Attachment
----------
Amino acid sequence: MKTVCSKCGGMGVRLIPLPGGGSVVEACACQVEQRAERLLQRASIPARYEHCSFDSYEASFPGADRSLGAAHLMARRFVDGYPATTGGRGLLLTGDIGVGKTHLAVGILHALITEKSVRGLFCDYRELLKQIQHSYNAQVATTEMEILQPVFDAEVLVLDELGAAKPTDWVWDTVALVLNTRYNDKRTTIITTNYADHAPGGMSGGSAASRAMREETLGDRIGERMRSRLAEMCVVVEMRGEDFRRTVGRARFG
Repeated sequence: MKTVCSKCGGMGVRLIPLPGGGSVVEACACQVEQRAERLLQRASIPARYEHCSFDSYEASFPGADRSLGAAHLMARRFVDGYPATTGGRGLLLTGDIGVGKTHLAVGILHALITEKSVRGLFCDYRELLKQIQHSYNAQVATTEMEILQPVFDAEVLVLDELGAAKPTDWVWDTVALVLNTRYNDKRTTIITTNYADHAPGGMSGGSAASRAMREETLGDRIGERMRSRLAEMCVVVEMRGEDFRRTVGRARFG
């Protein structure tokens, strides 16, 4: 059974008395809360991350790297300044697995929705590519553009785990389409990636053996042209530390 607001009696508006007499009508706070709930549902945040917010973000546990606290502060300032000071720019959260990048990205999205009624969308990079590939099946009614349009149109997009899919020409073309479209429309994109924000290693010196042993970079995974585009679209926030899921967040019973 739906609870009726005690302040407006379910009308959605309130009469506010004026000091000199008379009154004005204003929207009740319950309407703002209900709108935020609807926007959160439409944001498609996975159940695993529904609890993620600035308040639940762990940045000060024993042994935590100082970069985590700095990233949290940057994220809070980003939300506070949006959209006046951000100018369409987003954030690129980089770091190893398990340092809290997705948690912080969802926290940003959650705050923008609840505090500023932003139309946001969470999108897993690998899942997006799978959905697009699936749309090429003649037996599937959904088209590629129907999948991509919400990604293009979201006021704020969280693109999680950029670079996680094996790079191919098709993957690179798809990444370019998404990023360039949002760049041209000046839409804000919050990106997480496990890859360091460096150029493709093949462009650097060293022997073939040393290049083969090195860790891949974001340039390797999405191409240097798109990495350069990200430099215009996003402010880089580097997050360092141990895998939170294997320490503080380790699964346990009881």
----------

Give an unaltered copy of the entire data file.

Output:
Amino acid sequence: MKTVCSKCGGMGVRLIPLPGGGSVVEACACQVEQRAERLLQRASIPARYEHCSFDSYEASFPGADRSLGAAHLMARRFVDGYPATTGGRGLLLTGDIGVGKTHLAVGILHALITEKSVRGLFCDYRELLKQIQHSYNAQVATTEMEILQPVFDAEVLVLDELGAAKPTDWVWDTVALVLNTRYNDKRTTIITTNYADHAPGGMSGGSAASRAMREETLGDRIGERMRSRLAEMCVVVEMRGEDFRRTVGRARFG
Repeated sequence: MKTVCSKCGGMGVRLIPLPGGGSVVEACACQVEQRAERLLQRASIPARYEHCSFDSYEASFPGADRSLGAAHLMARRFVDGYPATTGGRGLLLTGDIGVGKTHLAVGILHALITEKSVRGLFCDYRELLKQIQHSYNAQVATTEMEILQPVFDAEVLVLDELGAAKPTDWVWDTVALVLNTRYNDKRTTIITTNYADHAPGGMSGGSAASRAMREETLGDRIGERMRSRLAEMCVVVEMRGEDFRRTVGRARFG
């Protein structure tokens, strides 16, 4: 059974008395809360991350790297300044697995929705590519553009785990389409990636053996042209530390 607001009696508006007499009508706070709930549902945040917010973000546990606290502060300032000071720019959260990048990205999205009624969308990079590939099946009614349009149109997009899919020409073309479209429309994109924000290693010196042993970079995974585009679209926030899921967040019973 739906609870009726005690302040407006379910009308959605309130009469506010004026000091000199008379009154004005204003929207009740319950309407703002209900709108935020609807926007959160439409944001498609996975159940695993529904609890993620600035308040639940762990940045000060024993042994935590100082970069985590700095990233949290940057994220809070980003939300506070949006959209006046951000100018369409987003954030690129980089770091190893398990340092809290997705948690912080969802926290940003959650705050923008609840505090500023932003139309946001969470999108897993690998899942997006799978959905697009699936749309090429003649037996599937959904088209590629129907999948991509919400990604293009979201006021704020969280693109999680950029670079996680094996790079191919098709993957690179798809990444370019998404990023360039949002760049041209000046839409804000919050990106997480496990890859360091460096150029493709093949462009650097060293022997073939040393290049083969090195860790891949974001340039390797999405191409240097798109990495350069990200430099215009996003402010880089580097997050360092141990895998939170294997320490503080380790699964346990009881």